EXPOSURE 14 Award
12 October - 9 November 2014
Parasol unit foundation for contemporary art is pleased to announce the winners of their EXPOSURE 14 Award: Jon Baker, Sarah Roberts and Aaron Wells, three graduates of the Chelsea College of Arts. Their works are to be exhibited at Parasol unit from 12 October – 9 November 2014, alongside the main exhibition, Japanese contemporary artist Shinro Ohtake. The prestigious annual EXPOSURE Award gives the winning graduates of a selected London art school an opportunity to exhibit their work professionally and to present their work for a panel discussion at the gallery.
For his exhibition at Parasol unit, Jon Baker presents a series of large photographic works entitled Gape, which explore masculinity and the power men can exert through acts of display and how that can define their relationships with women. The much examined and criticised ‘masculine performance’ is something Baker believes society both valorises and fears. The objects Baker manipulates in his photographs are themselves analogous to the exertion of male power, and simultaneously celebrate and warn against it. Jon Baker lives and works in London.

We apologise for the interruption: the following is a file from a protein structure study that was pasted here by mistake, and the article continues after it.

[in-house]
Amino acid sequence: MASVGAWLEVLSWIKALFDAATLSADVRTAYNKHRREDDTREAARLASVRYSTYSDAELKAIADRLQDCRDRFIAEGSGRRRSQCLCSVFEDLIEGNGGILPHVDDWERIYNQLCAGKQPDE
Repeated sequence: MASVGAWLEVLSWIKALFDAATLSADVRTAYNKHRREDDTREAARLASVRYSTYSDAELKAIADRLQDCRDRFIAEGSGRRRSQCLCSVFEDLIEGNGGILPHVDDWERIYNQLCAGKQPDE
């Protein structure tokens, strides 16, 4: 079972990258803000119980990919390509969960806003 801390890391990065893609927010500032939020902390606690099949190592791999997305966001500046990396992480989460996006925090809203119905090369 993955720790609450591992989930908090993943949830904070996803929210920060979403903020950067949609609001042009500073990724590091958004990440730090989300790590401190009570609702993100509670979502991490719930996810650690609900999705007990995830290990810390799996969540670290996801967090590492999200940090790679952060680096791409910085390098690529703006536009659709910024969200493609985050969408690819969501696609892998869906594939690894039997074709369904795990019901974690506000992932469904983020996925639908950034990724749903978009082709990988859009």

Ar Lân [beside], 2014, is an abstract ensemble in plaster, glitter, glass and vinyl, inspired by Borth, a Mid-Wales hinterland of pastel-coloured beach bungalows and terraces, rendered immensely visible by its collision of form and colour. Sarah Roberts’s palette draws both from the material and the inspirational façades of the bungalows, which are peeled off, collected, reverberated into form, poured into and smoothed over other surfaces. Existing somewhere between its origin, the studio, and the gallery space, Ar Lân remains rooted in the actuality of matter, offering a reflexive encounter with the ‘thingness’ of objects and the power of visually driven connections. Sarah Roberts is currently based in London and Mid Wales.
The film and video works of Aaron Wells explore the illusory nature of images and language within cinema, media and the everyday. In his work he aims to deconstruct the cinematic viewing experience through narrative and image. Wells examines movement, objects, function and place within film, often focusing on spaces – such as an abandoned estate or a blank reel of film – from which some element is missing. Often-humorous correlations are made between image and language, but always there’s a deeper, more philosophical questioning of the wider world. His aim is to prompt a new perspective not only on film but on our everyday surroundings. Having studied Fine Art at Chelsea College of Arts, Aaron Wells now lives and works in London.